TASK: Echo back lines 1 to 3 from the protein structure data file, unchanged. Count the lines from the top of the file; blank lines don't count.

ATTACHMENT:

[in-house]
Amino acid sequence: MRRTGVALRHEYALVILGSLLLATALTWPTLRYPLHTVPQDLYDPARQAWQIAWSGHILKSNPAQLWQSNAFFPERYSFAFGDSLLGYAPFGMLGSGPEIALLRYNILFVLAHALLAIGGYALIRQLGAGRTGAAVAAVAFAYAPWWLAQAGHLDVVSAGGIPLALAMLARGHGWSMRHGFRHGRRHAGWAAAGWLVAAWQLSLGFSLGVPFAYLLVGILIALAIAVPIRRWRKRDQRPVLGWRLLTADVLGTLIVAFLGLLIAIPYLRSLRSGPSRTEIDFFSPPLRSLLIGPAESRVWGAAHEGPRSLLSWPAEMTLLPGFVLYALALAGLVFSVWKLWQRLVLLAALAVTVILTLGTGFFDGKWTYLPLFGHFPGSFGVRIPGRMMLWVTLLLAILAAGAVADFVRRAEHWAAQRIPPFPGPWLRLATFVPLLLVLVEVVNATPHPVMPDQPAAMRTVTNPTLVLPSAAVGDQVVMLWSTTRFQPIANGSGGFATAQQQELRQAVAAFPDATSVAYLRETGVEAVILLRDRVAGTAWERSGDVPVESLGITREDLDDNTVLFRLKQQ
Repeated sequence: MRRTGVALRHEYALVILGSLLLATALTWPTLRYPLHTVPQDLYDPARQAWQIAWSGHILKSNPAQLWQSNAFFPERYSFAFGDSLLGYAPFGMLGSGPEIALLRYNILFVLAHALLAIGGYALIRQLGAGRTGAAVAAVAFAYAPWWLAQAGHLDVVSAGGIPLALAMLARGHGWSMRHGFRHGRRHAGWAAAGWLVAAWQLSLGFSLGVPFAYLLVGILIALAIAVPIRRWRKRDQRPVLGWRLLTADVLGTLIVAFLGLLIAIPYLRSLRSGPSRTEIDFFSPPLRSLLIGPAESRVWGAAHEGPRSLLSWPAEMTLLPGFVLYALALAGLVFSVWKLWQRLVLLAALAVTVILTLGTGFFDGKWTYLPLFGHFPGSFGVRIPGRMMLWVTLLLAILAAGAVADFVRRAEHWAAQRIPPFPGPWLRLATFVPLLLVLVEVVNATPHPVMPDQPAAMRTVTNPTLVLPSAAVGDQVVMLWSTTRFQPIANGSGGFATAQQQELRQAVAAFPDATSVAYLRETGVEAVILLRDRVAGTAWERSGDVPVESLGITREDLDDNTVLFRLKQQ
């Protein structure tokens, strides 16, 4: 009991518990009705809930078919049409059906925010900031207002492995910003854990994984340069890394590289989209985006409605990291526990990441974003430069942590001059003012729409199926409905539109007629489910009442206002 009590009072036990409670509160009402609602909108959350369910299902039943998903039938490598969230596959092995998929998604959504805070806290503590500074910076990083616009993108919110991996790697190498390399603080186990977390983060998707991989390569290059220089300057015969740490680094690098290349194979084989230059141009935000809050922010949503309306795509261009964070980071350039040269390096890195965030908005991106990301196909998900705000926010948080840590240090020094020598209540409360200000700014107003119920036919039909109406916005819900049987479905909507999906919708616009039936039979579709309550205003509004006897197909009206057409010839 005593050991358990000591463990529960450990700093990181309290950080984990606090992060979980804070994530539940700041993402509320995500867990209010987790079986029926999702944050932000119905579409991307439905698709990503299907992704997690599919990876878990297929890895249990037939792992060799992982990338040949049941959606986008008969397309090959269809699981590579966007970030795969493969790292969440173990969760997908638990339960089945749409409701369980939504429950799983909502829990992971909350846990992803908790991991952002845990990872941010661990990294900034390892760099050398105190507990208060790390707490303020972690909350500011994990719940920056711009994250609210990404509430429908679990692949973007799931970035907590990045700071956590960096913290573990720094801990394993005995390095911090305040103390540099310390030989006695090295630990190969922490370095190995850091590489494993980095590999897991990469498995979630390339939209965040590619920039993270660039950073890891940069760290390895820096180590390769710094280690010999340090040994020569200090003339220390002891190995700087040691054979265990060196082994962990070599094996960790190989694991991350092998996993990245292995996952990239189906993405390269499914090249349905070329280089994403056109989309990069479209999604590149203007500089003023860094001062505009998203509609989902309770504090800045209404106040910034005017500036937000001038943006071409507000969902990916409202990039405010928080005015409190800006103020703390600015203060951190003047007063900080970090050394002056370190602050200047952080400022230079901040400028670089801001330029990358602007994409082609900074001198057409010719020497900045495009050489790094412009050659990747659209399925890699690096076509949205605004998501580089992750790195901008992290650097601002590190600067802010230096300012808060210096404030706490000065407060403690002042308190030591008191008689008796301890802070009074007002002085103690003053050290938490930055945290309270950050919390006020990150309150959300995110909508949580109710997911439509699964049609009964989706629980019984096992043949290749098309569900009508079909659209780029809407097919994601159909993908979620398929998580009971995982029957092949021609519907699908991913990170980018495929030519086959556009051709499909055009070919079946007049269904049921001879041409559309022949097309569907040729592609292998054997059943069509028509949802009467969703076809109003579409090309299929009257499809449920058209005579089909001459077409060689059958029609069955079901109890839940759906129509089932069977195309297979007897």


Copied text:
[in-house]
Amino acid sequence: MRRTGVALRHEYALVILGSLLLATALTWPTLRYPLHTVPQDLYDPARQAWQIAWSGHILKSNPAQLWQSNAFFPERYSFAFGDSLLGYAPFGMLGSGPEIALLRYNILFVLAHALLAIGGYALIRQLGAGRTGAAVAAVAFAYAPWWLAQAGHLDVVSAGGIPLALAMLARGHGWSMRHGFRHGRRHAGWAAAGWLVAAWQLSLGFSLGVPFAYLLVGILIALAIAVPIRRWRKRDQRPVLGWRLLTADVLGTLIVAFLGLLIAIPYLRSLRSGPSRTEIDFFSPPLRSLLIGPAESRVWGAAHEGPRSLLSWPAEMTLLPGFVLYALALAGLVFSVWKLWQRLVLLAALAVTVILTLGTGFFDGKWTYLPLFGHFPGSFGVRIPGRMMLWVTLLLAILAAGAVADFVRRAEHWAAQRIPPFPGPWLRLATFVPLLLVLVEVVNATPHPVMPDQPAAMRTVTNPTLVLPSAAVGDQVVMLWSTTRFQPIANGSGGFATAQQQELRQAVAAFPDATSVAYLRETGVEAVILLRDRVAGTAWERSGDVPVESLGITREDLDDNTVLFRLKQQ
Repeated sequence: MRRTGVALRHEYALVILGSLLLATALTWPTLRYPLHTVPQDLYDPARQAWQIAWSGHILKSNPAQLWQSNAFFPERYSFAFGDSLLGYAPFGMLGSGPEIALLRYNILFVLAHALLAIGGYALIRQLGAGRTGAAVAAVAFAYAPWWLAQAGHLDVVSAGGIPLALAMLARGHGWSMRHGFRHGRRHAGWAAAGWLVAAWQLSLGFSLGVPFAYLLVGILIALAIAVPIRRWRKRDQRPVLGWRLLTADVLGTLIVAFLGLLIAIPYLRSLRSGPSRTEIDFFSPPLRSLLIGPAESRVWGAAHEGPRSLLSWPAEMTLLPGFVLYALALAGLVFSVWKLWQRLVLLAALAVTVILTLGTGFFDGKWTYLPLFGHFPGSFGVRIPGRMMLWVTLLLAILAAGAVADFVRRAEHWAAQRIPPFPGPWLRLATFVPLLLVLVEVVNATPHPVMPDQPAAMRTVTNPTLVLPSAAVGDQVVMLWSTTRFQPIANGSGGFATAQQQELRQAVAAFPDATSVAYLRETGVEAVILLRDRVAGTAWERSGDVPVESLGITREDLDDNTVLFRLKQQ